But creativity is about more than just money. Creative projects enhance self esteem, keep us healthy, help us to learn and to understand different perspectives and to connect with each other. Creativity makes us happy. Did you know that more people watch live music in Melbourne than go to the footy? That more Victorians go to the cinema each year than on a car. And that 94% of Victorians get involved in creative experiences every year because creativity is an essential part of our story. Creativity is who we are, where we came from, and where we're going.

That's why Victoria is the Creative State.

Flagship initiatives for Creative State 2016-2020

Taking a state-wide, cross sector and whole of ecosystem approach to investing in Victoria's creative industries, many of the actions aimed to strengthen the creative and cultural industries.

Under the five actions areas there were significant actions to assist artistic career development, to initiate the production of major new work, to increase entrepreneurship and business skills and to increase international engagement and impact.

  • Backing creative talent ($6.35 million over four years) Creating more opportunities to produce and present great work
    • a major investment in Aboriginal arts and culture, to be delivered in partnership with Aboriginal business and community groups (Action 1).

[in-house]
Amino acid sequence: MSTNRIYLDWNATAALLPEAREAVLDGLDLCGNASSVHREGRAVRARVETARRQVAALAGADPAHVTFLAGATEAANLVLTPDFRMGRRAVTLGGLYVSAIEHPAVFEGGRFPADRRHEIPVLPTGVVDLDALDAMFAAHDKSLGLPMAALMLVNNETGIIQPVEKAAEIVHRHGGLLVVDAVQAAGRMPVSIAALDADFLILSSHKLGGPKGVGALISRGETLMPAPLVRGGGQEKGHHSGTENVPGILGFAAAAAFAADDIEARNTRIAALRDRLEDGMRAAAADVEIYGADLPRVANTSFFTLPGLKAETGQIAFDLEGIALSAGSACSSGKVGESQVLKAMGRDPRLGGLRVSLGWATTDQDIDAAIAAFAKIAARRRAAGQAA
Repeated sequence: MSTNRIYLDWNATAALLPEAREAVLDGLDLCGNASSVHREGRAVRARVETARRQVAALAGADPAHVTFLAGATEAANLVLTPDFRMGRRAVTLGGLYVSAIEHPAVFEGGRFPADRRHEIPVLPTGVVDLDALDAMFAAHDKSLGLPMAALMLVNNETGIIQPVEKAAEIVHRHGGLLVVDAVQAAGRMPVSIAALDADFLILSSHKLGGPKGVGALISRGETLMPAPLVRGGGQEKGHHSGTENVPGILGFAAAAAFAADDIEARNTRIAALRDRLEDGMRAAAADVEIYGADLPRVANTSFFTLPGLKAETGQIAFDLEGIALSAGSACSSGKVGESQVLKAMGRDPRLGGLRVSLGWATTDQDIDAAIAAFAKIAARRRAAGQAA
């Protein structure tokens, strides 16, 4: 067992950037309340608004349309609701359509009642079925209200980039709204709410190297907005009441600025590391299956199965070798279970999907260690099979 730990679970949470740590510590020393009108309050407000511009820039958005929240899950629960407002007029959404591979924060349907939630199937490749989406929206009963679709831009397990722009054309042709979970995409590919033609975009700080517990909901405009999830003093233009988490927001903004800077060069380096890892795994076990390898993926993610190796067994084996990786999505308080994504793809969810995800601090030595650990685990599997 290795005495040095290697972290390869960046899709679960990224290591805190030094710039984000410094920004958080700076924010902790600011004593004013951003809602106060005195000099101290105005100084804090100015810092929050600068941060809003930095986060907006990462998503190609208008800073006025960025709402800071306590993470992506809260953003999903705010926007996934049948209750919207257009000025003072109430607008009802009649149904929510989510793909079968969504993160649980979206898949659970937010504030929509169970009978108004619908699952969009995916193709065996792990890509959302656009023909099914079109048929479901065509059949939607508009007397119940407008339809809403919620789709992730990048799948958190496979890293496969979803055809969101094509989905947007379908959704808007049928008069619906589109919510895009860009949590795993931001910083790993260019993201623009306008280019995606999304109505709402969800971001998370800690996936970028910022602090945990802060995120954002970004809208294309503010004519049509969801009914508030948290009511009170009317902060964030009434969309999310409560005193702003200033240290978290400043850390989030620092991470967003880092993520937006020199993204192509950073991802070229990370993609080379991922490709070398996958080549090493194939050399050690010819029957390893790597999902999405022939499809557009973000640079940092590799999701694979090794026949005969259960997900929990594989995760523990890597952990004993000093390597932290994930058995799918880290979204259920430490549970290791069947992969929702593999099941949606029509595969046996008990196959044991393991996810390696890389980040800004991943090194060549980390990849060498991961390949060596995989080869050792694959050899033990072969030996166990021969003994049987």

• assistance to artists to produce significant works as well as career advancement (Actions 2 and 3).
  • Strengthening the creative industries ecosystem ($57.35 million over four years) Building capability and conditions for growth
    • access for creative industries to business acceleration services to stimulate entrepreneurship and develop a stronger capacity to commercialise ideas and capture economic returns (Action 6).
    • support for screen industry business development, production activity and events (Actions 13 and 14).
  • Delivering wider economic and social impact ($14.05 million over four years) Stimulating innovation and wider creative impact
    • a major investment in design to support design businesses and broaden the impact of design (Action 19).
    • a pioneering cultural solutions program to extend the role of creative services in securing social benefits, in partnership with government and community organisations (Action 15).
  • Increasing participation and access ($32.15 million over four years) Engaging more Victorians in cultural and creative endeavour
    • place-based actions, in partnership with suburban and regional councils, to establish spaces for creative enterprises and collaboration, and stronger cultural engagement with communities (Actions 7, 21 and 37).
    • specific actions in regional centres, including Bendigo, Ballarat, Latrobe Valley and Shepparton to enhance creative experiences and infrastructure (Actions 9 and 22 to 26).
    • actions to achieve greater diversity in employment, programming and participation in the creative industries (Action 20).
  • Building international engagement ($5.05 million over four years) Extending Victoria's impact and profile for global audiences, visitors and markets
    • a stronger commitment to creative industries touring, collaboration with overseas partners to grow our international impact and trade (Actions 30 to 34).
    • a major initiative to determine how Melbourne can become a world-renowned cultural tourism destination, based on having the right mix of cultural infrastructure, organisations, programming and investment (Action 29).